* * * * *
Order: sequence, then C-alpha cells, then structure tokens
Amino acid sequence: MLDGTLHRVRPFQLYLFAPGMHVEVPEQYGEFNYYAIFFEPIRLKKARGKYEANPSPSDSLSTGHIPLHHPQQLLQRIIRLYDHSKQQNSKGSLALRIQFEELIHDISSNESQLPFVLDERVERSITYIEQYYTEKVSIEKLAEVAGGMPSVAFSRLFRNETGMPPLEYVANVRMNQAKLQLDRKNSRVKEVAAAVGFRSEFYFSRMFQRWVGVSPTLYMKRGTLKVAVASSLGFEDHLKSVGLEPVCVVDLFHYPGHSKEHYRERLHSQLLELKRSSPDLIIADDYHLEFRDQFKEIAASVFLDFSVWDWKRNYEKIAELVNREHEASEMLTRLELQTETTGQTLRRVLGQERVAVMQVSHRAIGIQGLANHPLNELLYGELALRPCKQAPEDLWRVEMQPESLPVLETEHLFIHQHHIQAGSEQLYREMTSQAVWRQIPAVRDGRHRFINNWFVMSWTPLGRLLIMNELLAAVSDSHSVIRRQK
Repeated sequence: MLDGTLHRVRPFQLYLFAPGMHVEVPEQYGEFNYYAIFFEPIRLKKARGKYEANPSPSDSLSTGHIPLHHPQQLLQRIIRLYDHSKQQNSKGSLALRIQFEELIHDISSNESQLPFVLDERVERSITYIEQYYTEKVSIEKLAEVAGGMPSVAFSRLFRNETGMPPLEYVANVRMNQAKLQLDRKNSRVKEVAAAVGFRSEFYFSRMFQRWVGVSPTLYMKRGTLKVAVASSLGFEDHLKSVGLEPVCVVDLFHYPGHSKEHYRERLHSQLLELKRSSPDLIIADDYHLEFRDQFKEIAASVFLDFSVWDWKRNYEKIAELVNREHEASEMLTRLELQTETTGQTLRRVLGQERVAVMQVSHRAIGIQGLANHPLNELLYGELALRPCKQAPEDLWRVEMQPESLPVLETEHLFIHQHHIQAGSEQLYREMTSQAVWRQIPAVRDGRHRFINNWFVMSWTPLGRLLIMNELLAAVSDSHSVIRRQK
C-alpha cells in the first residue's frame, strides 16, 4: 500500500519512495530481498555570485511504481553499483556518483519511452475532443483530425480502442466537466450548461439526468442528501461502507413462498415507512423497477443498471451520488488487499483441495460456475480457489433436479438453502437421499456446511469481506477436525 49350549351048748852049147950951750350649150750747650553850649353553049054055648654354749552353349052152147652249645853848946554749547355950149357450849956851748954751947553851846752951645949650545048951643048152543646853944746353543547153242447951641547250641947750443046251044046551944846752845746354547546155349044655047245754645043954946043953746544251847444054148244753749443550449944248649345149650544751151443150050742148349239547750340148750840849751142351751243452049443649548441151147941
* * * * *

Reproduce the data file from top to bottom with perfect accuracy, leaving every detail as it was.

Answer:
Order: sequence, then C-alpha cells, then structure tokens
Amino acid sequence: MLDGTLHRVRPFQLYLFAPGMHVEVPEQYGEFNYYAIFFEPIRLKKARGKYEANPSPSDSLSTGHIPLHHPQQLLQRIIRLYDHSKQQNSKGSLALRIQFEELIHDISSNESQLPFVLDERVERSITYIEQYYTEKVSIEKLAEVAGGMPSVAFSRLFRNETGMPPLEYVANVRMNQAKLQLDRKNSRVKEVAAAVGFRSEFYFSRMFQRWVGVSPTLYMKRGTLKVAVASSLGFEDHLKSVGLEPVCVVDLFHYPGHSKEHYRERLHSQLLELKRSSPDLIIADDYHLEFRDQFKEIAASVFLDFSVWDWKRNYEKIAELVNREHEASEMLTRLELQTETTGQTLRRVLGQERVAVMQVSHRAIGIQGLANHPLNELLYGELALRPCKQAPEDLWRVEMQPESLPVLETEHLFIHQHHIQAGSEQLYREMTSQAVWRQIPAVRDGRHRFINNWFVMSWTPLGRLLIMNELLAAVSDSHSVIRRQK
Repeated sequence: MLDGTLHRVRPFQLYLFAPGMHVEVPEQYGEFNYYAIFFEPIRLKKARGKYEANPSPSDSLSTGHIPLHHPQQLLQRIIRLYDHSKQQNSKGSLALRIQFEELIHDISSNESQLPFVLDERVERSITYIEQYYTEKVSIEKLAEVAGGMPSVAFSRLFRNETGMPPLEYVANVRMNQAKLQLDRKNSRVKEVAAAVGFRSEFYFSRMFQRWVGVSPTLYMKRGTLKVAVASSLGFEDHLKSVGLEPVCVVDLFHYPGHSKEHYRERLHSQLLELKRSSPDLIIADDYHLEFRDQFKEIAASVFLDFSVWDWKRNYEKIAELVNREHEASEMLTRLELQTETTGQTLRRVLGQERVAVMQVSHRAIGIQGLANHPLNELLYGELALRPCKQAPEDLWRVEMQPESLPVLETEHLFIHQHHIQAGSEQLYREMTSQAVWRQIPAVRDGRHRFINNWFVMSWTPLGRLLIMNELLAAVSDSHSVIRRQK
C-alpha cells in the first residue's frame, strides 16, 4: 500500500519512495530481498555570485511504481553499483556518483519511452475532443483530425480502442466537466450548461439526468442528501461502507413462498415507512423497477443498471451520488488487499483441495460456475480457489433436479438453502437421499456446511469481506477436525 49350549351048748852049147950951750350649150750747650553850649353553049054055648654354749552353349052152147652249645853848946554749547355950149357450849956851748954751947553851846752951645949650545048951643048152543646853944746353543547153242447951641547250641947750443046251044046551944846752845746354547546155349044655047245754645043954946043953746544251847444054148244753749443550449944248649345149650544751151443150050742148349239547750340148750840849751142351751243452049443649548441151147941